“Coming in July” Rules
On December 19, 2016 the U.S. Department of Education (ED) published new rules regarding state authorization of distance education and student assistance general provisions (34 CRF – Parts 600 and 668, respectively); those rules are to become effective July 1, 2018. They contain many requirements that will affect institutions’ distance education work, including the provision of notifications to students about an institution’s state authorization status in every state in which it enrolls students; its accreditation status (including any adverse actions it may have received); and whether the completion of the institution’s pre-licensure programs would enable students to sit for licensure exams in the various states. Institutions must also provide expanded information about how students may lodge complaints against the institution. In this post, we’ll focus on the licensure issue.
Current SARA provisions state that “Any institution operating under SARA that offers courses or programs potentially leading to professional licensure must keep all students, applicants and potential students who have contacted the institution about the course or program informed as to whether such offerings actually meet state licensing requirements.” (SARA Manual, 5.2) The coming ED rules go into far greater specificity on this topic. Clearly, all SARA institutions that participate in federal Title IV student financial aid programs must meet all rules that accompany that participation – regardless of whether the institution participates in SARA. (Documented participation in a state reciprocity agreement is, in the new rules, an acceptable way for an institution to demonstrate that it has needed authorization for the states in which they enroll students, but such participation would not relieve an institution of the rules’ proscribed notifications to students.) Come next July, we’ll go from having the SARA rules on notifications about professional licensure being the highest standard of practice to ED’s rules being the highest (and almost universally required) standard.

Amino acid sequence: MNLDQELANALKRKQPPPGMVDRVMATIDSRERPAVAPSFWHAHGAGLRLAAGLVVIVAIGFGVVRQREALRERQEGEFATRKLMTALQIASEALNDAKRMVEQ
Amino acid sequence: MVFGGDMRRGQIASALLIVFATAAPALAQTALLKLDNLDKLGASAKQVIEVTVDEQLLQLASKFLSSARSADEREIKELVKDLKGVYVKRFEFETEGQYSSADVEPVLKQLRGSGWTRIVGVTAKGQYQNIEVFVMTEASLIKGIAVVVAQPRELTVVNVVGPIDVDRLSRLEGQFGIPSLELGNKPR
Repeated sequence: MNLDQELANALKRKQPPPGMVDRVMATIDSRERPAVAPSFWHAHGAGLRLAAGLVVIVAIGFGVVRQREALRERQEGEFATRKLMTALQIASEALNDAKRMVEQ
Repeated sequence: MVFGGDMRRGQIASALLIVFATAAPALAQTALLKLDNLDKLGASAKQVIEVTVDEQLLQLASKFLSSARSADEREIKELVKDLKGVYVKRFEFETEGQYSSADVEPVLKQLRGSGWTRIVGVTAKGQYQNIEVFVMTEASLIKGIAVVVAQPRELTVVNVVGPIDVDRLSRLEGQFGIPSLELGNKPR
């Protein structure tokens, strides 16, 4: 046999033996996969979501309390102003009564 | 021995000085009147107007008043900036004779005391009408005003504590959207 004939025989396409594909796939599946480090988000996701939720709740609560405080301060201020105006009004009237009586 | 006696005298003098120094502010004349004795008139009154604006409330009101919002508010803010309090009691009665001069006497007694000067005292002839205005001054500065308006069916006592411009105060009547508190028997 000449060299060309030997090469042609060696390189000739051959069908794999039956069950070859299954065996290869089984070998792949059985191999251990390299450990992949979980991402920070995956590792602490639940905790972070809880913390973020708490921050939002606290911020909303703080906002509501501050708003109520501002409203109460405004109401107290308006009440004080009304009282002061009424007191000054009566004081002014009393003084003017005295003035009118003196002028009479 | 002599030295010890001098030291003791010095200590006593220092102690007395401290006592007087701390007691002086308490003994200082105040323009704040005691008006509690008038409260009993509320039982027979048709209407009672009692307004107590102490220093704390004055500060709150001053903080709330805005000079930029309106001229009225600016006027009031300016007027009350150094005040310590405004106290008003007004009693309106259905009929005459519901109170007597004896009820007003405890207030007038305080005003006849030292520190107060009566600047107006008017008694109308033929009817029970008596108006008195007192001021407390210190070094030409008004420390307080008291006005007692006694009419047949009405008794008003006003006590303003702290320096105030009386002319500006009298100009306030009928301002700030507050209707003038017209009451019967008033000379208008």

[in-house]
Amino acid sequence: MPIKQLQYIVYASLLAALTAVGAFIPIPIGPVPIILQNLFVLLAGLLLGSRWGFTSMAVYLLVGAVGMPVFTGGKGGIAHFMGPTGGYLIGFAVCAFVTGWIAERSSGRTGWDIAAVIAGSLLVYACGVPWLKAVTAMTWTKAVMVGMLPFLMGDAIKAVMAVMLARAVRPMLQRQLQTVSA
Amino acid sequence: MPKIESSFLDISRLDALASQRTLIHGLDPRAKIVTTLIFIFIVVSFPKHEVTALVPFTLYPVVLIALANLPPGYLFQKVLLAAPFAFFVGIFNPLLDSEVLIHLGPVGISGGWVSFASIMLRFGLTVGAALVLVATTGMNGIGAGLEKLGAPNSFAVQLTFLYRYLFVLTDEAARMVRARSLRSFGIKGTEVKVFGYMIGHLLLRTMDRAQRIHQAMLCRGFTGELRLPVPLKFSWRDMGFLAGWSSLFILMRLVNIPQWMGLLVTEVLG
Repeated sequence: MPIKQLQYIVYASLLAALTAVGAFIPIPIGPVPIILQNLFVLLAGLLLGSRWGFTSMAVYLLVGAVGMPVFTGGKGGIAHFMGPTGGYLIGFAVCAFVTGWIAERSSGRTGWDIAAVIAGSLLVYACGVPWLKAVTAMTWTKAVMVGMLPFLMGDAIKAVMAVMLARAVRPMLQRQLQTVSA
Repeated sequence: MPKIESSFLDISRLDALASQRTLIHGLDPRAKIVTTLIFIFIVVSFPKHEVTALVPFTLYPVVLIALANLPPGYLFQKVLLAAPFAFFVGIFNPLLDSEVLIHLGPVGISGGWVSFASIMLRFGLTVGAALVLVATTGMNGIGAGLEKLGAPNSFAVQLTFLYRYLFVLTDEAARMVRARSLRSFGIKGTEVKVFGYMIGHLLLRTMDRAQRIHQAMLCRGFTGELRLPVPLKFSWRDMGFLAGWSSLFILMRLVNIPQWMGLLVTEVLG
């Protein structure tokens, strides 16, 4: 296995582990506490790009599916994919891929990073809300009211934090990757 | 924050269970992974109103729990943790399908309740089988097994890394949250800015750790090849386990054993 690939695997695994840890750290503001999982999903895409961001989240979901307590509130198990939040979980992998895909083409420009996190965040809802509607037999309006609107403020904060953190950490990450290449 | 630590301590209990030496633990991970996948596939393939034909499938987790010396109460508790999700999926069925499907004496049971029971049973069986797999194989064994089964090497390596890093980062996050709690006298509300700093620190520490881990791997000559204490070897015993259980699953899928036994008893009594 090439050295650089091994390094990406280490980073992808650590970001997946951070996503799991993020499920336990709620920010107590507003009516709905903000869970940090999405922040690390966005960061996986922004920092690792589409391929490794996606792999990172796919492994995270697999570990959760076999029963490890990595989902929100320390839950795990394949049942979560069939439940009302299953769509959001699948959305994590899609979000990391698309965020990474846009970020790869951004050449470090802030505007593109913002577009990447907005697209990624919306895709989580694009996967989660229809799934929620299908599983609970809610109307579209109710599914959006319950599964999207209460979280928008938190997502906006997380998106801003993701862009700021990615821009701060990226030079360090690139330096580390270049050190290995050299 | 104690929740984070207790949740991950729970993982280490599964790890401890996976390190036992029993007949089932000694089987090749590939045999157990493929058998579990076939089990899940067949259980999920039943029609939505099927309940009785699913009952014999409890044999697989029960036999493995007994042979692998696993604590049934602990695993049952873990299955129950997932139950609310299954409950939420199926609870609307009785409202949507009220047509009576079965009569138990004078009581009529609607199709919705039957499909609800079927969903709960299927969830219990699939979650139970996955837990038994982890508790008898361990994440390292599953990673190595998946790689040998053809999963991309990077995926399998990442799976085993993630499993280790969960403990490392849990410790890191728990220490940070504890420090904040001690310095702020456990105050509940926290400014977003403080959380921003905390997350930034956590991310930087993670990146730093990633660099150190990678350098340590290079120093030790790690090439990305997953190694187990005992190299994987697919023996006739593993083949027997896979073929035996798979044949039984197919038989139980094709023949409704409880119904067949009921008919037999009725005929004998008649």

While some believe that these “coming in July” rules may be deferred, deferred and scheduled for additional negotiated rulemaking, overturned by Congress, or be dealt with in some other manner before they take effect, as our good friend Russ Poulin of WCET says, “the rules are the rules until they’re not the rules.” We’ll continue to seek clarification from ED on numerous aspects of the coming rules and share anything we learn.
Late Tuesday of this week the House Committee on Education and the Workforce completed markup of its bill – the Promoting Real Opportunity, Success, and Prosperity through Education Reform (PROSPER) Act (https://edworkforce.house.gov/prosper/) – intended to reauthorize (or “reform” as the Committee states) the Higher Education Act of 1965. PROSPER would eliminate 34 CFR – Parts 600 and 668 and forbid ED making other rules on the topic. Three very important points about that: this is the House’s bill, and the Senate will next year provide their own, which will prompt much additional discussion; eventual passage of a reauthorization bill by both the House and the Senate, and reconciliation of those two bills, will almost certainly not be completed before July of 2018, when the new rules we’ve been discussing are to take effect; and even if the federal requirement for state authorization and related matters such as notifications goes away, state laws and SARA requirements will remain. Russ Poulin helpfully goes into much greater detail in a recent blog, available at (https://wcetfrontiers.org/2017/12/04/house-hea/).
Marshall A. Hill
Executive Director, NC-SARA